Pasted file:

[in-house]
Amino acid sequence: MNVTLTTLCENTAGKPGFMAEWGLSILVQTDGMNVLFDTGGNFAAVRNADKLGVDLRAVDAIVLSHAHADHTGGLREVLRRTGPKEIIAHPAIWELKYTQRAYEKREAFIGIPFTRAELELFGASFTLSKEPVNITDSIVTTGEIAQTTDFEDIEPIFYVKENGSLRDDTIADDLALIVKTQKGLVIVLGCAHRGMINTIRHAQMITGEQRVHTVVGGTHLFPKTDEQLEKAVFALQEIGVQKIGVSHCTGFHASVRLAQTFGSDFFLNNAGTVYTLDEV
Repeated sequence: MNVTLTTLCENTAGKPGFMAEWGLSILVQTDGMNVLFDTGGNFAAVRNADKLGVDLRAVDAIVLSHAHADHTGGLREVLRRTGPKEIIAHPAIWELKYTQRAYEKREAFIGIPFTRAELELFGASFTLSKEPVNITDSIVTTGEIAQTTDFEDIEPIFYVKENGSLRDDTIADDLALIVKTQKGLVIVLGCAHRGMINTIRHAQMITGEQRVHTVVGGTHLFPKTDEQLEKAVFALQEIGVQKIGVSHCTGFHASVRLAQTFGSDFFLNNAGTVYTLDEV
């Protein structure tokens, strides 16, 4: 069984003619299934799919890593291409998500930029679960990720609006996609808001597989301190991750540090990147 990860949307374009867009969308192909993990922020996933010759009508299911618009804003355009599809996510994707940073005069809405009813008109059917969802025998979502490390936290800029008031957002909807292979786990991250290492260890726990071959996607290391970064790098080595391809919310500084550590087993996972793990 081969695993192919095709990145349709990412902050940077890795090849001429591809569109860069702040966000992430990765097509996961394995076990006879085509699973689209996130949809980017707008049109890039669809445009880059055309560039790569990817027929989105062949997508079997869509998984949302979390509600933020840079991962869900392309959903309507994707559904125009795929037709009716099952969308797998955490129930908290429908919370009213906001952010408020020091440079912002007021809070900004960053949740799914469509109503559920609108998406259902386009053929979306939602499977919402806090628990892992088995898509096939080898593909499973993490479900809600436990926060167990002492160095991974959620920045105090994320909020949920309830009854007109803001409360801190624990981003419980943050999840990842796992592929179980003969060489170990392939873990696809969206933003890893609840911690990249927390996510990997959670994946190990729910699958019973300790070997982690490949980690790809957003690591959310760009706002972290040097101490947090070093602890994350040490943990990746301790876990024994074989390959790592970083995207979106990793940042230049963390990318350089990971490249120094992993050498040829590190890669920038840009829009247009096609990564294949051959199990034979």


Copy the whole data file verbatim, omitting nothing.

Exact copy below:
[in-house]
Amino acid sequence: MNVTLTTLCENTAGKPGFMAEWGLSILVQTDGMNVLFDTGGNFAAVRNADKLGVDLRAVDAIVLSHAHADHTGGLREVLRRTGPKEIIAHPAIWELKYTQRAYEKREAFIGIPFTRAELELFGASFTLSKEPVNITDSIVTTGEIAQTTDFEDIEPIFYVKENGSLRDDTIADDLALIVKTQKGLVIVLGCAHRGMINTIRHAQMITGEQRVHTVVGGTHLFPKTDEQLEKAVFALQEIGVQKIGVSHCTGFHASVRLAQTFGSDFFLNNAGTVYTLDEV
Repeated sequence: MNVTLTTLCENTAGKPGFMAEWGLSILVQTDGMNVLFDTGGNFAAVRNADKLGVDLRAVDAIVLSHAHADHTGGLREVLRRTGPKEIIAHPAIWELKYTQRAYEKREAFIGIPFTRAELELFGASFTLSKEPVNITDSIVTTGEIAQTTDFEDIEPIFYVKENGSLRDDTIADDLALIVKTQKGLVIVLGCAHRGMINTIRHAQMITGEQRVHTVVGGTHLFPKTDEQLEKAVFALQEIGVQKIGVSHCTGFHASVRLAQTFGSDFFLNNAGTVYTLDEV
């Protein structure tokens, strides 16, 4: 069984003619299934799919890593291409998500930029679960990720609006996609808001597989301190991750540090990147 990860949307374009867009969308192909993990922020996933010759009508299911618009804003355009599809996510994707940073005069809405009813008109059917969802025998979502490390936290800029008031957002909807292979786990991250290492260890726990071959996607290391970064790098080595391809919310500084550590087993996972793990 081969695993192919095709990145349709990412902050940077890795090849001429591809569109860069702040966000992430990765097509996961394995076990006879085509699973689209996130949809980017707008049109890039669809445009880059055309560039790569990817027929989105062949997508079997869509998984949302979390509600933020840079991962869900392309959903309507994707559904125009795929037709009716099952969308797998955490129930908290429908919370009213906001952010408020020091440079912002007021809070900004960053949740799914469509109503559920609108998406259902386009053929979306939602499977919402806090628990892992088995898509096939080898593909499973993490479900809600436990926060167990002492160095991974959620920045105090994320909020949920309830009854007109803001409360801190624990981003419980943050999840990842796992592929179980003969060489170990392939873990696809969206933003890893609840911690990249927390996510990997959670994946190990729910699958019973300790070997982690490949980690790809957003690591959310760009706002972290040097101490947090070093602890994350040490943990990746301790876990024994074989390959790592970083995207979106990793940042230049963390990318350089990971490249120094992993050498040829590190890669920038840009829009247009096609990564294949051959199990034979």